Fast food giant McDonald's (NYSE:MCD) recently announced it will release a new breakfast sandwich in April, aptly dubbed the Egg White Delight.
As you might expect, that's the company's fancy name for a whole grain Egg McMuffin, sans egg yolk. When all's said and done, then, McDonald's hopes hungry fast food fans can enjoy their morning knowing they've only consumed 260 calories, compared with the 300 calories they would have otherwise ingested going the classic route.
Even so, putting aside the fact that I'm firmly in the camp of folks who love egg yolks and champion their under-appreciated nutritional value, I also can't help but wonder whether a measly 40-calorie difference can really sway the determined minds of hungry consumers with a hankering for Mickey D's in the morning. As a basis for comparison, McDonald's Big Breakfast Platter with Hotcakes -- one of which I just so happened to gleefully snarf down last week in a bit of enjoyable due diligence -- sports a whopping 1,090 calories. Heck, with that in mind, sometimes I'd be surprised if I didn't burn 40 calories with a good resounding sneezing fit.
Of course, the Egg White Delight is just the latest in McDonald's efforts to bolster its struggling comparable same-store sales, which declined a better-than-expected 1.5% in February, led by a 3.3% drop in the U.S. It's important to note, however, that last February's results were helped by an extra day in the month and, excluding those extra 24 hours, domestic same-store sales would have been flat while overall comparable results would have risen 1.7%. All in all, those encouraging numbers helped shares of McDonald's rise more than 12% year to date, closing at a new 52-week high last Friday.
Meanwhile, the fast food industry as a whole continues its attempts at winning more business of increasingly health-conscious consumers, including Taco Bell owner Yum! Brands (NYSE:YUM) with its mouth-watering Cantina Bell offerings -- the flavor of which, incidentally, also pleasantly surprised me last week. For its part, Yum! Brands enlisted celebrity chef Lorena Garcia to create the Cantina Bell menu to help the chain to better compete with up-and-coming threats in comparatively healthy fast-casual restaurants like Panera Bread (NASDAQ:PNRA) and Chipotle Mexican Grille (NYSE:CMG), whose most recent quarterly same-store sales rose 3.8% and 5.1%, respectively.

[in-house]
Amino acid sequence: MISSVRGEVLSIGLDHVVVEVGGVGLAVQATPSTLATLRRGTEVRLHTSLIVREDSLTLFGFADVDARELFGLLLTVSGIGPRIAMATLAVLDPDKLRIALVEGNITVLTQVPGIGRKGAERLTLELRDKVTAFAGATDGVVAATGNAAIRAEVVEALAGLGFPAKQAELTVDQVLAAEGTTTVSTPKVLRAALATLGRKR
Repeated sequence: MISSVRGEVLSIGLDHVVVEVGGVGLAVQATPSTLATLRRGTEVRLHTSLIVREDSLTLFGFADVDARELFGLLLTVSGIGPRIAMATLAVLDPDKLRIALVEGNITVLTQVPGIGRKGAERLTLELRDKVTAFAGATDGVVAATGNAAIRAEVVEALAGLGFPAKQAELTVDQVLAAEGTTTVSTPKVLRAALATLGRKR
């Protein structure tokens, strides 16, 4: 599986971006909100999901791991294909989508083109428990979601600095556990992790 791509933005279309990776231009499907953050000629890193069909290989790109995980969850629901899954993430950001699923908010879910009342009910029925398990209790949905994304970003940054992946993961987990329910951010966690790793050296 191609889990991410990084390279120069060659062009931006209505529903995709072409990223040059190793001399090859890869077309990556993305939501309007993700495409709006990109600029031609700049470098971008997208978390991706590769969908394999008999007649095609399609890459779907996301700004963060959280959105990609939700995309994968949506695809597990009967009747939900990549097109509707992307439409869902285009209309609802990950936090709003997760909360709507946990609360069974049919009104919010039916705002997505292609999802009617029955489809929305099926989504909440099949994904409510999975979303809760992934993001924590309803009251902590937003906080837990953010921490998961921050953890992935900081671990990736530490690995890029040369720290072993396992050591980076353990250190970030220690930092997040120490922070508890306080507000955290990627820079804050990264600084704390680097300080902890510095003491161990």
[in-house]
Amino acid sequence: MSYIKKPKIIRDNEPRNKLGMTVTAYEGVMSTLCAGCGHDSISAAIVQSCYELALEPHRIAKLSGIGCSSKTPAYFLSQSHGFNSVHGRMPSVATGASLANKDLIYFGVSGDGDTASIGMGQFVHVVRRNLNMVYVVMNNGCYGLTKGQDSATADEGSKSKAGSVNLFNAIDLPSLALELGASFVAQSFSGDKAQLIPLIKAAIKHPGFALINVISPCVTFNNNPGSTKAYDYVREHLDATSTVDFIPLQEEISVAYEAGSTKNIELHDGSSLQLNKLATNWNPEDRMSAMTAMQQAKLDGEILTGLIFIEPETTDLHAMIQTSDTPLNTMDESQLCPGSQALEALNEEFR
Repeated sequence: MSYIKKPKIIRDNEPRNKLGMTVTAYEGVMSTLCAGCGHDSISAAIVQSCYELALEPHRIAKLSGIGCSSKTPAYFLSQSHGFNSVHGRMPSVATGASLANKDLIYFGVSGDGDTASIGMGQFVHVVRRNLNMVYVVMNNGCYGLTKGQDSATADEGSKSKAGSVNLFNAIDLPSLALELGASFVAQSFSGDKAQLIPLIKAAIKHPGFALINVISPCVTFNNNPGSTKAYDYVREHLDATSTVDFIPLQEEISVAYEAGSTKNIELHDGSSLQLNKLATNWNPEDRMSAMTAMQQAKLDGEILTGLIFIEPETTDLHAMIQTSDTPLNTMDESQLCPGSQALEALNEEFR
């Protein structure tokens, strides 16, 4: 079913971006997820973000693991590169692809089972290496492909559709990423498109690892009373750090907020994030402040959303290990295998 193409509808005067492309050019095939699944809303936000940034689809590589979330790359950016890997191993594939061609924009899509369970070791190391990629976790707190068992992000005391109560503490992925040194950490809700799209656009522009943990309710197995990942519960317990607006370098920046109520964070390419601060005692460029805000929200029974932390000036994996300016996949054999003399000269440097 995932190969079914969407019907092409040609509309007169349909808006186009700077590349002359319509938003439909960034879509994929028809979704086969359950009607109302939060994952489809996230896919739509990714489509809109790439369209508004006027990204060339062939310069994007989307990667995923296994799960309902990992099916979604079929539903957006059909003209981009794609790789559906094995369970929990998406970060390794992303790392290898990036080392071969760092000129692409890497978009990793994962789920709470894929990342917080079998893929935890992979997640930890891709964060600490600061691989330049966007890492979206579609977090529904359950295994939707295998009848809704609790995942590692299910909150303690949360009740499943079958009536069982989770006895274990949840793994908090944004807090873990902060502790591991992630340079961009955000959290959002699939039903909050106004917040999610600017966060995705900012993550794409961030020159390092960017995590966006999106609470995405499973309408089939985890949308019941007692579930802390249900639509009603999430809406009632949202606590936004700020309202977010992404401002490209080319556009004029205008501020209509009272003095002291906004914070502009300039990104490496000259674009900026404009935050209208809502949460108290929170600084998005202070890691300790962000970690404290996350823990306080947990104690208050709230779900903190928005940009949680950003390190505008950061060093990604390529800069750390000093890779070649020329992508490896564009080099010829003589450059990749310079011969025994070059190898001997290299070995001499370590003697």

In addition, Chipotle is also expanding rapidly and increased its number of locations by nearly 15% last year, including 60 new units built in the fourth quarter alone, bringing its total number of restaurants to 1,410. Even so, the power of McDonald's brand becomes increasingly apparent when we consider that, in 2012, the company not only managed to "reimage" more than 2,400 of its existing locations, but also opened the doors to 1,439 new restaurants worldwide. What's more, for those of you wondering whether the golden arches have saturated the global market, in 2013, McDonald's plans to spend more than $1.6 billion to open an additional 1,500 to 1,600 new locations.
Furthermore, both McDonald's and Yum! Brands are rapidly expanding in Asia, where smaller chains like Panera and Chipotle are virtually nonexistent. In fact, McDonald's opened 256 restaurants in China in 2012 alone, making significant headway toward its goals of having at least 2,000 locations there by the end of this year. Yum! Brands, however, boasts a huge head start with more than 5,000 locations in China, with management recently stating they intend to nearly triple that number to more than 14,000 units over time -- or nearly the same number as McDonald's currently maintains in the United States. Even so, that doesn't mean both Yum! Brands and McDonald's can't coexist in the nation of more than 1.3 billion people as the disposable income of its growing consumer class continues to rise.
Foolish final thoughts
In the end, investors need to remember that our world is absolutely enormous, and they should be encouraged to know McDonald's rock-solid brand gives it the luxury of tweaking its menu offerings from time to time. This flexibility has allowed McDonald's to not only survive, but also thrive in spite of its competition for the better part of the last century.
Despite the recent run-up of its shares, then, we should also keep in mind McDonald's currently trades at a reasonable 18.4 times trailing earnings, which isn't substantially higher than its five-year average P/E ratio of 17. As a result -- and noting Mickey D's sustainable 3.1% dividend yield -- I'm convinced investors won't regret adding this stock to their portfolios if they can continue to maintain a long-term mind-set.